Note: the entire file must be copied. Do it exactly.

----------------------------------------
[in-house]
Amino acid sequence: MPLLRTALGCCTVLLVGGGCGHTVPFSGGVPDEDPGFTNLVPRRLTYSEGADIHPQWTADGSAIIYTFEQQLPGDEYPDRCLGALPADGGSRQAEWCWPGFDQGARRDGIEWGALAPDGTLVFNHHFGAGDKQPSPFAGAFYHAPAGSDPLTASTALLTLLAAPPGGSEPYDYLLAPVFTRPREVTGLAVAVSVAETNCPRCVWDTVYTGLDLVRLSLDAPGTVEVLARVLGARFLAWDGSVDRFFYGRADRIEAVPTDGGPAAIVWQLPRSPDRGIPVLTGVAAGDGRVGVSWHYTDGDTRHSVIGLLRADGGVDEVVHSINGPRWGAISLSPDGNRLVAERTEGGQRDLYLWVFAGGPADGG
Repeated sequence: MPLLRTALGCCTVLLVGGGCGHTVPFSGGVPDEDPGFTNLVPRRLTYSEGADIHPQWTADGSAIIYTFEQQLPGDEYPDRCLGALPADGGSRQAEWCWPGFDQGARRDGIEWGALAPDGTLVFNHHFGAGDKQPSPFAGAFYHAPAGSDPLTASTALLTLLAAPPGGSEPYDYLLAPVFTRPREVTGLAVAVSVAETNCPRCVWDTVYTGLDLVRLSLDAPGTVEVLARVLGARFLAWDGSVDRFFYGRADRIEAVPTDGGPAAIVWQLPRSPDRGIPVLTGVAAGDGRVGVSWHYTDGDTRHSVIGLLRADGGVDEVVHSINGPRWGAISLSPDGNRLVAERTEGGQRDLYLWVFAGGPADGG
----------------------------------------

[in-house]
Amino acid sequence: MPLLRTALGCCTVLLVGGGCGHTVPFSGGVPDEDPGFTNLVPRRLTYSEGADIHPQWTADGSAIIYTFEQQLPGDEYPDRCLGALPADGGSRQAEWCWPGFDQGARRDGIEWGALAPDGTLVFNHHFGAGDKQPSPFAGAFYHAPAGSDPLTASTALLTLLAAPPGGSEPYDYLLAPVFTRPREVTGLAVAVSVAETNCPRCVWDTVYTGLDLVRLSLDAPGTVEVLARVLGARFLAWDGSVDRFFYGRADRIEAVPTDGGPAAIVWQLPRSPDRGIPVLTGVAAGDGRVGVSWHYTDGDTRHSVIGLLRADGGVDEVVHSINGPRWGAISLSPDGNRLVAERTEGGQRDLYLWVFAGGPADGG
Repeated sequence: MPLLRTALGCCTVLLVGGGCGHTVPFSGGVPDEDPGFTNLVPRRLTYSEGADIHPQWTADGSAIIYTFEQQLPGDEYPDRCLGALPADGGSRQAEWCWPGFDQGARRDGIEWGALAPDGTLVFNHHFGAGDKQPSPFAGAFYHAPAGSDPLTASTALLTLLAAPPGGSEPYDYLLAPVFTRPREVTGLAVAVSVAETNCPRCVWDTVYTGLDLVRLSLDAPGTVEVLARVLGARFLAWDGSVDRFFYGRADRIEAVPTDGGPAAIVWQLPRSPDRGIPVLTGVAAGDGRVGVSWHYTDGDTRHSVIGLLRADGGVDEVVHSINGPRWGAISLSPDGNRLVAERTEGGQRDLYLWVFAGGPADGG